One afternoon a few weeks ago, an email pinged into my inbox alerting me that a client was subject of a news story in southern Ontario. A regional manager had been interviewed for a local paper. He hadn’t said anything wrong, but he also hadn’t made the most of the opportunity. Also, head office hadn’t known about the interview until the news was published, which gave the CEO a small jolt because it was about a potentially sensitive topic.
The episode pointed to a need for our client to have a policy to help it deal with media requests. This particular client liked the fact that their regional team was seizing an opportunity, but it also saw a need to support its spokespeople better and to keep the executive team better informed. After all, media surprises rarely go over well at anyone’s head office.
We run into all kinds of companies in our work. Sometimes we work with companies with long histories and sophisticated media relations policies in place. Larger multinational clients such as Ford and Costco, for example, typically have the maturity and the resources to plan and prepare complex communications initiatives. They’re well past the point of wondering what they need to do. They’re refining their activities from year to year. When a reporter calls in, they are dealt with according to long-established procedures.
Most companies aren’t like that though. Most of our clients come to us with varying degrees of communications expertise. Some ask us to implement their strategies. Others need help just getting started with a single news release or their first communications campaign. In all cases, one of the first questions we have to answer is ‘what to do when a reporter calls?”
Sometimes a company has grown quickly, expanding to new cities and regions. Naturally, they’re focused on the business at hand. The founder CEO who always handled media interviews in the early days grows busier and more distant from the day to day operations. Without oversight, you can easily find yourself running a company where regional managers are giving interviews to local media without much thought about what they should be saying.
We believe that all companies should have a media relations policy that defines what happens when a reporter calls looking for an interview. That policy needs to do more than just define who your company spokesperson should be. It should also detail what your protocol is for handling the call.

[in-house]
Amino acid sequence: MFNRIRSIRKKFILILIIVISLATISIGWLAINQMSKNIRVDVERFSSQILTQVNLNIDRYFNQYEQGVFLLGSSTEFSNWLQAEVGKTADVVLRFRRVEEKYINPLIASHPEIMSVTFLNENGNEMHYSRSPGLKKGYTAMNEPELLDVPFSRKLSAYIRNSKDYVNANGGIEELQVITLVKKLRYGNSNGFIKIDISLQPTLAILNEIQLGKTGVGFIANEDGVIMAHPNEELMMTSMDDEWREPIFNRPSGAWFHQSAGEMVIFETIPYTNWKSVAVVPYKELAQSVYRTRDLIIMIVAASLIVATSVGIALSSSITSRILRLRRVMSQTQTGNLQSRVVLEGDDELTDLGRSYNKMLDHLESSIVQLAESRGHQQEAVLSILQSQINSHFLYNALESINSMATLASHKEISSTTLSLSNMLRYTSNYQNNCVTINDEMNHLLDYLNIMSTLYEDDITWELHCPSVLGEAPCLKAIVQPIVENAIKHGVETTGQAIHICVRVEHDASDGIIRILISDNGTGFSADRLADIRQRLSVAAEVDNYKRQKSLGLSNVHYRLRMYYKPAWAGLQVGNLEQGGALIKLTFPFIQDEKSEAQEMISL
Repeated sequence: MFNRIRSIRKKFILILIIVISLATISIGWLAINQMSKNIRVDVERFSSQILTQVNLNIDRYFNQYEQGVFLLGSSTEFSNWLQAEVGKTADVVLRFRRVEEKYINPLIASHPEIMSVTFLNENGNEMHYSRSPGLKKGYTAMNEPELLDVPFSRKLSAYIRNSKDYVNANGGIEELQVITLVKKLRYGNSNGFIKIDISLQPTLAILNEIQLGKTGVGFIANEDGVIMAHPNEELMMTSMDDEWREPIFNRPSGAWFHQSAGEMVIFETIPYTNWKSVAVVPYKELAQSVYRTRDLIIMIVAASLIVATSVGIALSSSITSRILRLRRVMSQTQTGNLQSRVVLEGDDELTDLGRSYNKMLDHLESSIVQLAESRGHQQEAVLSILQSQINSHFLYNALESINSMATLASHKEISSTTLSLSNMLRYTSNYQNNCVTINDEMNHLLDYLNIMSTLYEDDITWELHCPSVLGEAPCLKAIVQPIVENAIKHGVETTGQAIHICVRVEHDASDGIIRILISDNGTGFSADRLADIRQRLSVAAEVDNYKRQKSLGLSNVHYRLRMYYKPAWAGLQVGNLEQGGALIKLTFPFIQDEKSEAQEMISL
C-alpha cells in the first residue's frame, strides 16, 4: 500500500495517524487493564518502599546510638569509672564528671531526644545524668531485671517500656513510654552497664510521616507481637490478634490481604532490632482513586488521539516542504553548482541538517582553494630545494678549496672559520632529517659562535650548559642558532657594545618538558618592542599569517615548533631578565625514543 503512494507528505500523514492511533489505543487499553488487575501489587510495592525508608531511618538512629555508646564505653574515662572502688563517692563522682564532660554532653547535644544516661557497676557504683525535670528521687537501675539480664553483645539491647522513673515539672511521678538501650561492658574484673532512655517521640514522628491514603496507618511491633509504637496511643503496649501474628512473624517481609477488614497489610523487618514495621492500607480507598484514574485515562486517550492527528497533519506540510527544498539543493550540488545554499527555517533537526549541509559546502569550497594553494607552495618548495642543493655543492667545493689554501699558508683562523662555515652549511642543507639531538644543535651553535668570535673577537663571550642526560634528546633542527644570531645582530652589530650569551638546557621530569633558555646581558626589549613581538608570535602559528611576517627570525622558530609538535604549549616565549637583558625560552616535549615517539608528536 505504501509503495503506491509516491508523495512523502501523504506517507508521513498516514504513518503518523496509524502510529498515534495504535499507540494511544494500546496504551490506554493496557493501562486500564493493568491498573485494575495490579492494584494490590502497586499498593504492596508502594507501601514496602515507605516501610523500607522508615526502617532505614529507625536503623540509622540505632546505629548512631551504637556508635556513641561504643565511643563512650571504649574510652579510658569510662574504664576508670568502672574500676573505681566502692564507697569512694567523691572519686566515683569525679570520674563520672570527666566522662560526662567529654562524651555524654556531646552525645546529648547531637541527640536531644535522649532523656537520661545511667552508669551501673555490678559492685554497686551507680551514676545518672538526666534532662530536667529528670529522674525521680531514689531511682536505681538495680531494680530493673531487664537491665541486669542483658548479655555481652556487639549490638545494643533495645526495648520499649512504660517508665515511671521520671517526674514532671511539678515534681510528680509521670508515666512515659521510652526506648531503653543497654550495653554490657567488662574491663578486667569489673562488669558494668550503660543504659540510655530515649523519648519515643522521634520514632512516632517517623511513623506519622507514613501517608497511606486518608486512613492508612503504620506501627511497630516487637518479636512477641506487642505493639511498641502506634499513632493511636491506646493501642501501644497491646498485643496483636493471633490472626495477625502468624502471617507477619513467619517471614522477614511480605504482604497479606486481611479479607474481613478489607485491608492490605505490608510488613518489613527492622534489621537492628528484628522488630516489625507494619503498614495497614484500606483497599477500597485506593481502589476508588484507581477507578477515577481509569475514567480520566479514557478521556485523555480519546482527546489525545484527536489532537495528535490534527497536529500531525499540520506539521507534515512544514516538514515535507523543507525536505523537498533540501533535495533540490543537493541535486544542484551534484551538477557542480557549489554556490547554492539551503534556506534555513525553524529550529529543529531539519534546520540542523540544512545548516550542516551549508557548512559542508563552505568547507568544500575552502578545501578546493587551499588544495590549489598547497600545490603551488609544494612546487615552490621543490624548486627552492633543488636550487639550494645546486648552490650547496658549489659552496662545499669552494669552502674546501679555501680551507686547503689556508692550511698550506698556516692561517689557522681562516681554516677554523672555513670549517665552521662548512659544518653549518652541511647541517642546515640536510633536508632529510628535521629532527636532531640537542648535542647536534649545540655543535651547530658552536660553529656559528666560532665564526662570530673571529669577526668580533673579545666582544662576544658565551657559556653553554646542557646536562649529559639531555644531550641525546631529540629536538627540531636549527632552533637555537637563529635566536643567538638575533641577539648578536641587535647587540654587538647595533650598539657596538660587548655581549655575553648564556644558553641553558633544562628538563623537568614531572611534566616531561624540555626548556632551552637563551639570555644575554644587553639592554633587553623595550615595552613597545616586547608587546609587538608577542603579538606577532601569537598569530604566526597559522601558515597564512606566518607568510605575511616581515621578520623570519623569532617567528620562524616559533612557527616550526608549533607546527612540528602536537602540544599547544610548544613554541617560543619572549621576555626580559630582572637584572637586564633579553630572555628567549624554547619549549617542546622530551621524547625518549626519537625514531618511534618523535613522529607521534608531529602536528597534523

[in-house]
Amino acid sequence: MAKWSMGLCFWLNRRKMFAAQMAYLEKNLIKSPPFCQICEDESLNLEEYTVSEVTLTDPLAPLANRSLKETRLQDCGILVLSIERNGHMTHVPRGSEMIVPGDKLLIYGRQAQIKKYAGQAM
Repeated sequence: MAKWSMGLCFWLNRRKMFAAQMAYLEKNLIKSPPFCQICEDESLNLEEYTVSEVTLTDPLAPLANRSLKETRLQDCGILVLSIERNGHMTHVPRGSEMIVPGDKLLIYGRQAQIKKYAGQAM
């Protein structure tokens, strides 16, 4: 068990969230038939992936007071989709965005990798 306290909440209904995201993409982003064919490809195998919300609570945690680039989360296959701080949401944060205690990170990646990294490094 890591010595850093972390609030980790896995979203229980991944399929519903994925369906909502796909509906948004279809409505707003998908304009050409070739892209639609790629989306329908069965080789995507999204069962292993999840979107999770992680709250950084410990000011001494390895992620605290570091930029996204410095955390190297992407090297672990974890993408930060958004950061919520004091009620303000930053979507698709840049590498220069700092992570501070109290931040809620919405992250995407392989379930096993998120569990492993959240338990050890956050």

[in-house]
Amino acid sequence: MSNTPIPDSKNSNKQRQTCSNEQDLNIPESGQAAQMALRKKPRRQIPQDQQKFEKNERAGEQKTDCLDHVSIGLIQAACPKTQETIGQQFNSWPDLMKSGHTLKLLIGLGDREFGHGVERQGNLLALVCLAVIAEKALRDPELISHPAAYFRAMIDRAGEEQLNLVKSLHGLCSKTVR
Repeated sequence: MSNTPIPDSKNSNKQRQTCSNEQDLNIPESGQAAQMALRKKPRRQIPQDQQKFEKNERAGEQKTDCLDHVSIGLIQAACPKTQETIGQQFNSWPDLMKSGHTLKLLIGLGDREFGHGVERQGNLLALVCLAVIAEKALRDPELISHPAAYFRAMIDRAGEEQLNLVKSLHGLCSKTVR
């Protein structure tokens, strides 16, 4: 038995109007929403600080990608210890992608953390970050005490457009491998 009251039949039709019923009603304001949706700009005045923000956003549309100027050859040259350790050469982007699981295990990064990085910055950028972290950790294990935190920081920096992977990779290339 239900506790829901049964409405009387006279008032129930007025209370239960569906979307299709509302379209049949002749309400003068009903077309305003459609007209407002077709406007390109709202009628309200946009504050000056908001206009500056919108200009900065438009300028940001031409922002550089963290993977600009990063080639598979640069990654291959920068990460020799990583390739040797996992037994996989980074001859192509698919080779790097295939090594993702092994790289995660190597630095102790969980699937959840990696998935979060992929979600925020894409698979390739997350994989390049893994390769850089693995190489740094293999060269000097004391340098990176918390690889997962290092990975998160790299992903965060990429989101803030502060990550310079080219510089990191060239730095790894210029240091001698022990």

Once a company reaches a certain size, it makes sense to delegate communications to an individual or team. Even if your CEO and founder remains your primary spokesperson, there are good reasons to have someone else take the initial call. Your communications person (or agency) can:
- Save your busy CEO time on the phone with the reporter
- Find out what information the reporter wants to know and what kind of questions she may have
- Learn what the reporter’s deadline is
- Prepare a profile of the reporter – who she is, which media outlet she represents, what her reputation is, whether she’s done stories on this kind of thing in the past
- Research pertinent facts to support the interview
- Draft key messages and maybe a couple of sound bites for your spokesperson
- Help your spokesperson rehearse before the cameras and microphones are live
We recommend compiling that information in a media log that can be tracked over time. It will give you a full picture of each media interaction you have. You should also consider jotting down notes and saving a link or copy of the story in the same file.
None of this means you need to stop your regional managers from fielding interviews. On the contrary, we frequently recommend companies allow for local people to handle local interviews. They can frequently speak more knowledgably about local issues than your CEO. Just make sure you support them and give them clear guidelines to follow. That way your company can make the most of every media relations opportunity.